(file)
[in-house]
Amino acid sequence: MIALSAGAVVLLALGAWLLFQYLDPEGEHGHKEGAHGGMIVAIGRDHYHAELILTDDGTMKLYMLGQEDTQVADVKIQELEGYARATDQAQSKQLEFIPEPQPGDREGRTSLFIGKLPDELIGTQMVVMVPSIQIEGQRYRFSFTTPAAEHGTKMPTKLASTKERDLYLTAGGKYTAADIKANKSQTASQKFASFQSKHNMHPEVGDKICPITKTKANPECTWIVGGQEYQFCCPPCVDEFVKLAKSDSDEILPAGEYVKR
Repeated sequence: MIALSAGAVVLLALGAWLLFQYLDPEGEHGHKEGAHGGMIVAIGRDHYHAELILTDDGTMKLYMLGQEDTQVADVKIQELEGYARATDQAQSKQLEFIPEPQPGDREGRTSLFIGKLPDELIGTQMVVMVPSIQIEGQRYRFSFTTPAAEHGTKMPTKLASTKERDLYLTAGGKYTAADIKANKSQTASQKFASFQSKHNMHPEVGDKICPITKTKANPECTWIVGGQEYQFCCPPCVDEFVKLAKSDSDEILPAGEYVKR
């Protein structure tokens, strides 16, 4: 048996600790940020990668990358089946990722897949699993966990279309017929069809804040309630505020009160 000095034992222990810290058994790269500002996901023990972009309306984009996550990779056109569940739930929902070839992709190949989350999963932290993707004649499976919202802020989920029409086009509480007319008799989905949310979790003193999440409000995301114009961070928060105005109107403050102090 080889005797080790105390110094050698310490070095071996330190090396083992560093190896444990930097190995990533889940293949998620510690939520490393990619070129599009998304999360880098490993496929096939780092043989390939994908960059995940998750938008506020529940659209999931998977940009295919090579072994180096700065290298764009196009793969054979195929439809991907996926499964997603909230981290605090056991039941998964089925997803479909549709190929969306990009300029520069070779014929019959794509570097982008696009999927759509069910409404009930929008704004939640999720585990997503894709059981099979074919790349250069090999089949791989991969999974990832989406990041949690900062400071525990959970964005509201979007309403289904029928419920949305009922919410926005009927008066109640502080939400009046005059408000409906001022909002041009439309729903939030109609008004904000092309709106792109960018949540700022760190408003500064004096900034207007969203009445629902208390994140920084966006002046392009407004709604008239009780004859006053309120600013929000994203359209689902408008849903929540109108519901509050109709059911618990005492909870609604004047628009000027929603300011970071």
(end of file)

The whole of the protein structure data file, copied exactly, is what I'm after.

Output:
[in-house]
Amino acid sequence: MIALSAGAVVLLALGAWLLFQYLDPEGEHGHKEGAHGGMIVAIGRDHYHAELILTDDGTMKLYMLGQEDTQVADVKIQELEGYARATDQAQSKQLEFIPEPQPGDREGRTSLFIGKLPDELIGTQMVVMVPSIQIEGQRYRFSFTTPAAEHGTKMPTKLASTKERDLYLTAGGKYTAADIKANKSQTASQKFASFQSKHNMHPEVGDKICPITKTKANPECTWIVGGQEYQFCCPPCVDEFVKLAKSDSDEILPAGEYVKR
Repeated sequence: MIALSAGAVVLLALGAWLLFQYLDPEGEHGHKEGAHGGMIVAIGRDHYHAELILTDDGTMKLYMLGQEDTQVADVKIQELEGYARATDQAQSKQLEFIPEPQPGDREGRTSLFIGKLPDELIGTQMVVMVPSIQIEGQRYRFSFTTPAAEHGTKMPTKLASTKERDLYLTAGGKYTAADIKANKSQTASQKFASFQSKHNMHPEVGDKICPITKTKANPECTWIVGGQEYQFCCPPCVDEFVKLAKSDSDEILPAGEYVKR
């Protein structure tokens, strides 16, 4: 048996600790940020990668990358089946990722897949699993966990279309017929069809804040309630505020009160 000095034992222990810290058994790269500002996901023990972009309306984009996550990779056109569940739930929902070839992709190949989350999963932290993707004649499976919202802020989920029409086009509480007319008799989905949310979790003193999440409000995301114009961070928060105005109107403050102090 080889005797080790105390110094050698310490070095071996330190090396083992560093190896444990930097190995990533889940293949998620510690939520490393990619070129599009998304999360880098490993496929096939780092043989390939994908960059995940998750938008506020529940659209999931998977940009295919090579072994180096700065290298764009196009793969054979195929439809991907996926499964997603909230981290605090056991039941998964089925997803479909549709190929969306990009300029520069070779014929019959794509570097982008696009999927759509069910409404009930929008704004939640999720585990997503894709059981099979074919790349250069090999089949791989991969999974990832989406990041949690900062400071525990959970964005509201979007309403289904029928419920949305009922919410926005009927008066109640502080939400009046005059408000409906001022909002041009439309729903939030109609008004904000092309709106792109960018949540700022760190408003500064004096900034207007969203009445629902208390994140920084966006002046392009407004709604008239009780004859006053309120600013929000994203359209689902408008849903929540109108519901509050109709059911618990005492909870609604004047628009000027929603300011970071």